Audits Criticize Oakland’s Handling Of Emergency Service Taxes
OAKLAND (CBS SF) — The City of Oakland has been improperly increasing parcel taxes for two emergency service programs for the past 10 years even though they have large unspent balances, City Auditor Courtney Ruby said in critical audits that she issued Thursday.
“It is not in Oakland residents’ best interest for the city to accumulate special tax funds when the general fund is overburdened to the point Oakland is reducing city services and laying-off city employees,” Ruby said.
The audits are timely because the Oakland City Council will meet Tuesday night to consider putting several revenue-raising measures on the ballot in a special Nov. 15 election to help balance the city’s budget, including a proposal by Mayor Jean Quan to impose a parcel tax of $80 per single-family home to raise $11 million a year for the next five years.
In 1997, Oakland voters approved Measure N to pay for paramedic services and Measure M to raise funds for emergency medical services.
Ruby said her audit of Measure N audit found that its balance had grown by 50 percent and that the city did not take steps to reduce the balance and establish an appropriate reserve, as was recommended in a 2008 audit.
She said city staff asked the City Council to approve an increase in the parcel tax for each of the past 10 years even though the Measure N fund balance reached a peak of $2.1 million in fiscal 2010, which is $1 million above the needs identified by the Oakland Fire Department, which manages the funds.
“The continued practice of increasing the Measure N fund balance and not expending voter-approved monies is inconsistent with the intent of Measure N,” Ruby said.
She said city staff also asked for annual increases in the Measure M tax even though its fund had large surpluses.
In the case of Measure M, which also is administered by the Fire Department, Ruby said city officials reduced its balance but failed to establish a reserve policy.
Ruby said the Fire Department’s projected balance and spending plan “did not accurately project or otherwise account for Measure M’s balance.”
She said, “In fact, the department’s lack of internal controls resulted in inadequate cost projections, incomplete analysis and a lack of an expenditure time frame.”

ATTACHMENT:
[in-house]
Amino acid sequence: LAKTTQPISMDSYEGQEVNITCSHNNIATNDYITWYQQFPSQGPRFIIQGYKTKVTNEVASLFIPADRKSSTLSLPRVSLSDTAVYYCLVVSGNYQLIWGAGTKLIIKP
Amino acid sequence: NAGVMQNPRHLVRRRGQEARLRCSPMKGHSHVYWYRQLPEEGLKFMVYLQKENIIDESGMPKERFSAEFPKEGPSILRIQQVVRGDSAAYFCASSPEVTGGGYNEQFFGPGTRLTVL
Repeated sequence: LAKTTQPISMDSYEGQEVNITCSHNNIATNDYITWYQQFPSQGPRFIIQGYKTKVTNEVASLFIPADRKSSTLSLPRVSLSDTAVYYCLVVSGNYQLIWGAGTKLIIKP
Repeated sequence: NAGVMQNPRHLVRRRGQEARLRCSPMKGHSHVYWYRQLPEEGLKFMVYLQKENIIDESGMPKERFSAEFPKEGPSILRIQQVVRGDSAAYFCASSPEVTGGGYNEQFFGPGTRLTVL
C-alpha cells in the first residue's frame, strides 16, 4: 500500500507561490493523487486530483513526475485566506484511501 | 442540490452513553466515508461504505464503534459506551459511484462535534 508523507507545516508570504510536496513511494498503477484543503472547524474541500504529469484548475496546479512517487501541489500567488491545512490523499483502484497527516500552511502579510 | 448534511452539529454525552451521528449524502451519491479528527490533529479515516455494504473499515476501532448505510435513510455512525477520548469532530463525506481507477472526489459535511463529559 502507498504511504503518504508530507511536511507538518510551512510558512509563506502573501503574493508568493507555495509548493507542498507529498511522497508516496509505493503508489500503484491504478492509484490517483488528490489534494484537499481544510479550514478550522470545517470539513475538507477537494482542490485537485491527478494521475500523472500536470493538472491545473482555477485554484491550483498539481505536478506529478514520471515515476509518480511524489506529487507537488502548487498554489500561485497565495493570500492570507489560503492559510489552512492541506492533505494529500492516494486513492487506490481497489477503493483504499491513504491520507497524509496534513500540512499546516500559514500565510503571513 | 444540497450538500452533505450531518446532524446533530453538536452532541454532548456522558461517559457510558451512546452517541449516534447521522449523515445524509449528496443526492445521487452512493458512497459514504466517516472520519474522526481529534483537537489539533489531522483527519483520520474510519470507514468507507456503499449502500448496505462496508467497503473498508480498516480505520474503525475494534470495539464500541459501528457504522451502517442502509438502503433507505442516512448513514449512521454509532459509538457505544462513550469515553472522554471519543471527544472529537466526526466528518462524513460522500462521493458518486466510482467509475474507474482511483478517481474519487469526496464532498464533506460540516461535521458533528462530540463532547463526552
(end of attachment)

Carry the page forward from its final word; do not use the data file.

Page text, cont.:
Ruby said the city should have spent more of the Measure M and N funds instead of letting their balances become large.
However, she said when the funds were used they were dispersed appropriately and weren’t misspent.
Referring to both measures, Ruby said, “As the city struggles with record deficits, ballooning pension liabilities and an aging infrastructure in dire need of repair, the administration now more than ever should be committed to ensuring policies and procedures are in place and operating, reassuring the public that their parcel tax dollars are being utilized in a timely manner.”
Ruby said, “We are in extraordinary times, and yet these audits highlight the administration’s choice to abandon management systems. This approach does not reassure the public that their tax dollars are being monitored appropriately or that the intents of Measure M and N are being met.”
Sue Piper, Mayor Jean Quan’s spokeswoman, said Quan has no comment on the audits at this time because she is out of town and has not seen them.
City of Oakland spokeswoman Karen Boyd also declined to comment.
In a letter to Ruby on June 9, Finance Director Joseph Yew and Interim Fire Chief Mark Hoffmann said, “We respectfully disagree” with Ruby’s findings.
They said, “The Fire Department does indeed have strong internal controls in place to monitor not only the Measure N fund balance, but also the Measure N spending plan and the actual expenditures made each year.”
Yew and Hoffmann said the Fire Department also has strong internal controls to monitor Measure M funds.
They said the Fire Department “continues to enact a reasonable spending plan each year, while maintaining a reasonable fund balance that is based on the projected needs of the fund in future years.”
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